URBANA — The Champaign Health District will ask voters this fall to approve a 0.4-mill renewal levy that covers a wide range of services, including school inspections, nuisance investigations and health and education screenings.
The levy, which will be put to voters this spring, provides about 60 percent of the funding for the health district’s general fund, said Shelia Hiddleson, commissioner of the Champaign Health District. It will provide about $252,500 to the district each year.
If approved, the levy will cost the owner of a $100,000 home about $12.60 per year, or about $1.05 per month.
Since the health district first passed the levy in 2007, Hiddleson said the district has been able to expand its hours for providing vital statistics to residents and has provided evening clinics for adult immunizations. Those services and others would likely be eliminated if the levy is not renewed.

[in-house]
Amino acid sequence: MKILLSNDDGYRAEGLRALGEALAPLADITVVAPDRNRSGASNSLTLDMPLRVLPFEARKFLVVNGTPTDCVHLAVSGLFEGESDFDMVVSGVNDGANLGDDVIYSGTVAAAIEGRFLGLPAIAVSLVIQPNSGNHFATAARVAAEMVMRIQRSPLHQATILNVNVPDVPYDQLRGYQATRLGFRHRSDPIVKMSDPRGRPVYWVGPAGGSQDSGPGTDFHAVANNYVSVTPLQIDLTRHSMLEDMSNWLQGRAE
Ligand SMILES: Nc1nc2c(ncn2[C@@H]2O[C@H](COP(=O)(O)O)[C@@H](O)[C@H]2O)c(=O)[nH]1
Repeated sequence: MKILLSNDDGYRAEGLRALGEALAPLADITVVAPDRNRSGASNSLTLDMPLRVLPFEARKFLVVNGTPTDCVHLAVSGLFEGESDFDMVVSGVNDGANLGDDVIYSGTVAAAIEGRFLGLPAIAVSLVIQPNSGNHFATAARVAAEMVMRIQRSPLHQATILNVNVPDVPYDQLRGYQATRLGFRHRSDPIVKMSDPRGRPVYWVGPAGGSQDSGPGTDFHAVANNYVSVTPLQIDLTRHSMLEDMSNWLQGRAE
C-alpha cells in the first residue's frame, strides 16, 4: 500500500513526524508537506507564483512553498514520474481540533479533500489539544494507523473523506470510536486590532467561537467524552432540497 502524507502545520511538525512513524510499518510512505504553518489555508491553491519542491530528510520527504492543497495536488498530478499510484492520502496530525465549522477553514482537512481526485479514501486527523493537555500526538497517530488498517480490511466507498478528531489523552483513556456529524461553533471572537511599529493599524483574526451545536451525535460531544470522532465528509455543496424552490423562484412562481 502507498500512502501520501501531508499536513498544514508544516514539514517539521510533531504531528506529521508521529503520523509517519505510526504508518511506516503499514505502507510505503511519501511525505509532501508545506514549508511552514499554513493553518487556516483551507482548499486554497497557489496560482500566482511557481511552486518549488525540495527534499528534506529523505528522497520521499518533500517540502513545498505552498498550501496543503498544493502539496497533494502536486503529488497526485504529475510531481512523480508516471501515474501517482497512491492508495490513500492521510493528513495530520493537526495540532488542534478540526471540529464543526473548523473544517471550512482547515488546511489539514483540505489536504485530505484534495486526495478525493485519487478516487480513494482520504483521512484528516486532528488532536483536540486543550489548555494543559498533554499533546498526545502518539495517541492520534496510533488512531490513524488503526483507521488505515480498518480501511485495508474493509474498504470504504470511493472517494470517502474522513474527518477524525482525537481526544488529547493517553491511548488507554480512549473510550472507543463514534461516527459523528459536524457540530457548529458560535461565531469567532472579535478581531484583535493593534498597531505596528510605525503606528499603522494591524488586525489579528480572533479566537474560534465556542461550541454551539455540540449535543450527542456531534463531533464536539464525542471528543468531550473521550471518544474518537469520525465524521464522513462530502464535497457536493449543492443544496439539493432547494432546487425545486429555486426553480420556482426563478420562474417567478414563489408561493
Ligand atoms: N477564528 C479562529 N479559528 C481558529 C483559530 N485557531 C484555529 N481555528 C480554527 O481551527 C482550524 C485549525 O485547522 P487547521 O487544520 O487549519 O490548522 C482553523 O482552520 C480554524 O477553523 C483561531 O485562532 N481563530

“If we don’t pass the levy, we will have to cut services,” Hiddleson said.
She said many residents may not believe the levy has a significant impact on them. But the health district uses the money for providing some vaccines to adults, investigating communicable diseases and tracking illnesses related to food, among other services.
Mark Westfall, a Rush Twp. trustee, said since the levy provides a reliable revenue stream to the health district, it also provides townships and villages with a better idea of the amount they owe each year to the district for services.
Contact this reporter at (937) 328-0355.
Thank you for reading the Springfield News-Sun and for supporting local journalism. Subscribers: log in for access to your daily ePaper and premium newsletters.
Thank you for supporting in-depth local journalism with your subscription to the Springfield News-Sun. Get more news when you want it with email newsletters just for subscribers. Sign up here.